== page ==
A multicenter study of 821 patients referred for
breast biopsy based on prior examinations that suggested
cancer finds that while magnetic resonance imaging
distinguishes between benign and malignant breast tumors
better than mammography, biopsies are still needed to
confirm the diagnosis.
The study, called the International Breast MR
Consortium, was carried out in 14 university hospitals in
the United States and Europe, including Johns Hopkins, from
June 1998 through October 2001. All patients underwent MRI
exams prior to breast biopsy.
David Bluemke, associate professor of
radiology in the
Johns Hopkins School of Medicine, led the Hopkins team that
examined 200 of the 821 patients enrolled in the study and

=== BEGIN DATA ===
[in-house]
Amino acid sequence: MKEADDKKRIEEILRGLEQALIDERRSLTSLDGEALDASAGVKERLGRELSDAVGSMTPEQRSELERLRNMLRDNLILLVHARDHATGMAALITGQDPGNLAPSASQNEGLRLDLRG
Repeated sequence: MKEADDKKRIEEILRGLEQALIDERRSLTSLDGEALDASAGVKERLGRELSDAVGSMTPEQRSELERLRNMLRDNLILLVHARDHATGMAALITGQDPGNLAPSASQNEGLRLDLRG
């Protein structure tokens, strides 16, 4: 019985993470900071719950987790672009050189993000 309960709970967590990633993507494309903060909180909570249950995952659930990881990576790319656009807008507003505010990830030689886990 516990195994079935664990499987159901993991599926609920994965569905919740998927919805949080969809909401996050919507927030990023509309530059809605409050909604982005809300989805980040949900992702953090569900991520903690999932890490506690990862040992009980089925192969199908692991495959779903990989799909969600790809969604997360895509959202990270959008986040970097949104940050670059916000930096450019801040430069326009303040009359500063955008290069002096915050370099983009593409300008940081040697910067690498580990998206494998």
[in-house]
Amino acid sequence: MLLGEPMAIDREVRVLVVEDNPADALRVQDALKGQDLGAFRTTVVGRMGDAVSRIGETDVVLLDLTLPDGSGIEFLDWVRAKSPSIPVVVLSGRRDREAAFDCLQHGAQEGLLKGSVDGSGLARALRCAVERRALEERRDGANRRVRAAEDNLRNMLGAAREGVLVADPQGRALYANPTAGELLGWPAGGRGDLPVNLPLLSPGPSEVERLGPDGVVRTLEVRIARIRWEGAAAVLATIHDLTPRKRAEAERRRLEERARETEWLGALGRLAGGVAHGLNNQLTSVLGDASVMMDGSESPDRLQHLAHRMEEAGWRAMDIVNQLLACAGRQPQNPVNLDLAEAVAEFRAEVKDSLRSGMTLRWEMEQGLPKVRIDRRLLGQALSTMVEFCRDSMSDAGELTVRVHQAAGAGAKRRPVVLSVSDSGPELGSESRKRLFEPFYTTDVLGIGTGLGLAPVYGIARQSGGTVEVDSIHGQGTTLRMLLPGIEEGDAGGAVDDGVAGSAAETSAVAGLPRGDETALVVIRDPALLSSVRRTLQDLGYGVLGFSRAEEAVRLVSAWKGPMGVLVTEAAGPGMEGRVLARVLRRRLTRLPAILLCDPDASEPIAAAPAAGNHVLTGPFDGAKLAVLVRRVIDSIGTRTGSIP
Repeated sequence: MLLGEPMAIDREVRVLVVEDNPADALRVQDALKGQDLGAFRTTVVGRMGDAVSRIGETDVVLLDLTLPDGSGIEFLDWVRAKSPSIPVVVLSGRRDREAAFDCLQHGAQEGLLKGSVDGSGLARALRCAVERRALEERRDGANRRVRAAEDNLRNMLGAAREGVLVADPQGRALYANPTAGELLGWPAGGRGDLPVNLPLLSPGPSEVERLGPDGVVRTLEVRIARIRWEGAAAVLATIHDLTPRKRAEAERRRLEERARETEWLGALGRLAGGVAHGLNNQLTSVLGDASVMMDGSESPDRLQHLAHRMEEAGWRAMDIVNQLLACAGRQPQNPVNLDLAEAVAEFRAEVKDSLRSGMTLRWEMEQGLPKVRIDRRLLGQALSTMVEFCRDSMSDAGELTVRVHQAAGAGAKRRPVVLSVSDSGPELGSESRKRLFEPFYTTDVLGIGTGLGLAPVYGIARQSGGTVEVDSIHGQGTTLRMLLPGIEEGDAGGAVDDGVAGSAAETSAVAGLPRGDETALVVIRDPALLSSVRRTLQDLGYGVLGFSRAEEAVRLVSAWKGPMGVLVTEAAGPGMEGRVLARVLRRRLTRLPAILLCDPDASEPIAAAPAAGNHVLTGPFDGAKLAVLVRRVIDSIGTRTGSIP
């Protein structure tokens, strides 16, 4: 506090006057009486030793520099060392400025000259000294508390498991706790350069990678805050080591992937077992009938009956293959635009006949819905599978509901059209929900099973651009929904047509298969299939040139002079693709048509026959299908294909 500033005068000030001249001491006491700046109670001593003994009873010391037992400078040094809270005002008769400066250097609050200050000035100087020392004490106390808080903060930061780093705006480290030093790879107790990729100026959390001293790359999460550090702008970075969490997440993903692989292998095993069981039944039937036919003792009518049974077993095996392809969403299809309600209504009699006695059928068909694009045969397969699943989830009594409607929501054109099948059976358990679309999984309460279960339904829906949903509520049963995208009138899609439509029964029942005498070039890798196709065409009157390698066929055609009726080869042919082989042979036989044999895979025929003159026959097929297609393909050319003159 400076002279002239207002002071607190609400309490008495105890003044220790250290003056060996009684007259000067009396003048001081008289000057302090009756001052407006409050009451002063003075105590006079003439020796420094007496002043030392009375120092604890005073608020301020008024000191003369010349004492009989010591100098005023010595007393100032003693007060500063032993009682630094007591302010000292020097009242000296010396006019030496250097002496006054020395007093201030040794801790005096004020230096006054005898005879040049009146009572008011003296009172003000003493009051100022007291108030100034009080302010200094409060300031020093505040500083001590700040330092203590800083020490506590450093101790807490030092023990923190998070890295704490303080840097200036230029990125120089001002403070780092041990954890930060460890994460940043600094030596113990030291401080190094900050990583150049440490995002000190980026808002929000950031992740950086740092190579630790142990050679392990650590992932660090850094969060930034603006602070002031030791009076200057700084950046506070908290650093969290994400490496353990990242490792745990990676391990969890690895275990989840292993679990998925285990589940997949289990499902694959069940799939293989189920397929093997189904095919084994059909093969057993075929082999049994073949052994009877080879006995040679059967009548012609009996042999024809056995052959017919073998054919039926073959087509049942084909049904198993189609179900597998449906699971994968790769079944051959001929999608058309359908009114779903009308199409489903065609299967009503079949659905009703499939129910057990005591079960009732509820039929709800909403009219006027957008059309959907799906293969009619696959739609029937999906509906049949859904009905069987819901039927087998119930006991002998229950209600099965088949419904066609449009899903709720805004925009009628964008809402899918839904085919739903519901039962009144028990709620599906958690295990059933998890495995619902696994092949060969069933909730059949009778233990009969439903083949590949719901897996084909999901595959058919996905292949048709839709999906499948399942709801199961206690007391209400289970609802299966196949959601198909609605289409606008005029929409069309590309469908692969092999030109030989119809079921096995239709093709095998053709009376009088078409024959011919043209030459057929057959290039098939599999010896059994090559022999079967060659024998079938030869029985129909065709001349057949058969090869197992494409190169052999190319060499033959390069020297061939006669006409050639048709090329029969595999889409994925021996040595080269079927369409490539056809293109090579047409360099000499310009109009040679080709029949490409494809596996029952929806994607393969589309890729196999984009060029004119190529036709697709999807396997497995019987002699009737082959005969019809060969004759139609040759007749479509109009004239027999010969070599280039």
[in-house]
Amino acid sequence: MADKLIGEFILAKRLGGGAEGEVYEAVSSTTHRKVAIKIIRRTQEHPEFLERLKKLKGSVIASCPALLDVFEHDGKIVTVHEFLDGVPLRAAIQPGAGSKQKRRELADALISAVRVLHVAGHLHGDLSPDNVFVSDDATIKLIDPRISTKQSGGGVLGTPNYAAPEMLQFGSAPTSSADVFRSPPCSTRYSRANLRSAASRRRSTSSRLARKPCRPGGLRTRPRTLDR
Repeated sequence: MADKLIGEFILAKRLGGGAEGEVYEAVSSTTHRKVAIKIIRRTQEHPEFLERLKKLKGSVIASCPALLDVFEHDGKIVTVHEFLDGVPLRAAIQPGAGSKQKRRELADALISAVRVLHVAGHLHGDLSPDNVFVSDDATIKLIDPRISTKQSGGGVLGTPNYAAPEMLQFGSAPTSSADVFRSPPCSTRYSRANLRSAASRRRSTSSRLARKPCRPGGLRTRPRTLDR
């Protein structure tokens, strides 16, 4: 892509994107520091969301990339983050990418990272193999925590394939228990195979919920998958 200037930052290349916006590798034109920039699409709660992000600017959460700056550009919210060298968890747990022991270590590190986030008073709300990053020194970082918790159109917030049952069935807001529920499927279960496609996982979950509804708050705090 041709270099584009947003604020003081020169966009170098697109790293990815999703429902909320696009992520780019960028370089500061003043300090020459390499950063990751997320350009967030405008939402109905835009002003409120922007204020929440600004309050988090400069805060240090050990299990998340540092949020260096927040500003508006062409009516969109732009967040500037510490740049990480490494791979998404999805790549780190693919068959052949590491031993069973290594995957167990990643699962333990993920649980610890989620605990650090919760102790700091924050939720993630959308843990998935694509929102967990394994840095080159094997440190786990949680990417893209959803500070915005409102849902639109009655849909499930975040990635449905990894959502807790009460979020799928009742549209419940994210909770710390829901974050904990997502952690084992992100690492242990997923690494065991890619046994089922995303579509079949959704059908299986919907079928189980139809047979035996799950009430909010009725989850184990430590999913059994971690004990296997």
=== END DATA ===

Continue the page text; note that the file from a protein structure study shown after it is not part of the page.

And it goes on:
reviewed data from all study participants. MRI correctly
detected cancer in 356 of 404 cancer cases, resulting in a
sensitivity of 88.1 percent. It correctly identified as
negative for cancer 281 of 417 cases without cancer,
producing a specificity rate of 67.7 percent, compared to
52.8 percent for mammography.
While MRI was good at finding cancer, it was less
effective in ruling out malignancies, Bluemke said. "People
who have an abnormal mammogram need to have biopsies of
suspicious lesions," he said. "While MRI aids in
determining the extent of the cancer, it is not a
substitute for breast biopsy. Importantly, however, the MRI
was not adversely affected by factors such as breast
density, tumor type or menopausal status, which frequently
complicates mammographic interpretations."
Bluemke believes MRI will be most beneficial for
patients with difficult-to-interpret mammograms.
The study, funded by the National Cancer Institute, is
published in the Dec. 8 issue of the Journal of the
American Medical Association.